Make no mistake, regulators have the ability to require end users to comply with all requirements of legislation, including the code boundaries dictated by ASME Section I and ASME B31.1.  If existing code and regulation requirements were not originally met during waste heat boiler construction, installation, testing, and operation, etc., the regulator can, at their discretion, require the end user to replace all affected pressure piping and vessels to the regulator’s satisfaction.

CRN Registration Responsibilities

Responsibilities for identifying a waste heat boiler rest in part with the end user who has oversight, care and control over the entire plant facility and process.  Suppliers, designers, and distributors also play a role if they are aware of what is going on.  It’s very difficult to see all the intricacies of a pressure plant with just a brief, limited, selective review of part of the process.

The regulator’s CRN registration department registers pressure piping systems, pressure vessels, and boilers, and it could be argued that any existing waste heat boiler should not have been improperly registered in the first place as process piping connecting a sequence of pressure vessels.  However, the regulator can hardly be expected to pore over stacks and stacks of design documents hoping to find a hidden needle in a haystack, that an end-user has contracted a virtual army to create over a period of months or even years.  Considering individual vessels within a plant for CRN registration separately, apart from and without the context the pressure piping system to which they are connected, does not always assist in acquiring a fulsome perception of what an end user proposes.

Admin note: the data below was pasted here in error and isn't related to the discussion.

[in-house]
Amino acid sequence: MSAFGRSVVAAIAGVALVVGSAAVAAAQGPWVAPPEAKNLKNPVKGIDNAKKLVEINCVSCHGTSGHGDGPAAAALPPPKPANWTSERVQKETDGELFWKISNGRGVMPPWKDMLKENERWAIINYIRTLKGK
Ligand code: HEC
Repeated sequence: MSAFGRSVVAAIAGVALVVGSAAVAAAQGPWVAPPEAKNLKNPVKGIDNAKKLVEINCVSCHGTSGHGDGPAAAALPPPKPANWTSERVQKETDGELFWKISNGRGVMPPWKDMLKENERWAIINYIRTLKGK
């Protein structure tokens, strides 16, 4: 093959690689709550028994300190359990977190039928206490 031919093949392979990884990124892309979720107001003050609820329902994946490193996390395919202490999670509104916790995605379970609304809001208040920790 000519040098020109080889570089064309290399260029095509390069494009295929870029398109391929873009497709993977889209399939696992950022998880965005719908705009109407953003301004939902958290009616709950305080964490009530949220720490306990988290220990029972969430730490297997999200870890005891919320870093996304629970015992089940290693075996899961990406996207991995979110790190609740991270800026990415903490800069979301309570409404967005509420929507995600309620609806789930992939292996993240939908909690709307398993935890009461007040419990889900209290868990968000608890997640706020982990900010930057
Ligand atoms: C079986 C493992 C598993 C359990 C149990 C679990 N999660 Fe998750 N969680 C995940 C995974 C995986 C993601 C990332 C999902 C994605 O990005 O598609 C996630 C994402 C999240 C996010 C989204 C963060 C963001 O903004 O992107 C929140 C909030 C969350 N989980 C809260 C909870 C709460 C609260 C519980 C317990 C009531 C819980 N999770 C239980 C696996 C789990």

The regulator rightly relies heavily on whomever has care and control of the related equipment, including end users who of course know what is going on in a facility, on the professionals who stamp and authenticate design documents, and on distributors and suppliers with care and control over what is sold.  Regulators will not usually spend more than even half of one work day reviewing the most voluminous pressure piping system applications for registration, each with thousands and thousands of pipes, and sheets within them.

It is the responsibility of those with care and control of the equipment, the owners, to ensure that the regulator is aware of waste heat boilers, and it is best to be up front with the regulator in all instances.


End users should know where waste heat boilers are in their process, if they have them, as soon as possible, before construction even starts.  Identifying waste heat boilers takes careful review and collective consideration of individual heat transfer processes throughout an entire plant.  Code breaks need to be clearly identified for consideration, and design conditions for all equipment should be clearly identified.  If any questions arise in your mind, arrange for a meeting with the regulator to discuss the process design details at the very early design and procurement stages, else costs will likely get more expensive if mistakes progress.

If you are an end user and suspect that a waste heat boiler in your care and control already exists and does not have proper CRN registration, it is best to come clean with the regulator as soon as possible.  Upon presentation of specific process and design details, the regulator may decide that boiler registration is not required.  Then again, they might decide that ASME Section 1 registration and ASME B31.1 registration, together with all that entails, is required.  Though the regulator has the ability to drop the hammer, they will do their utmost to work with industry to bring waste heat boilers into compliance.  And like industry, public safety is their first priority.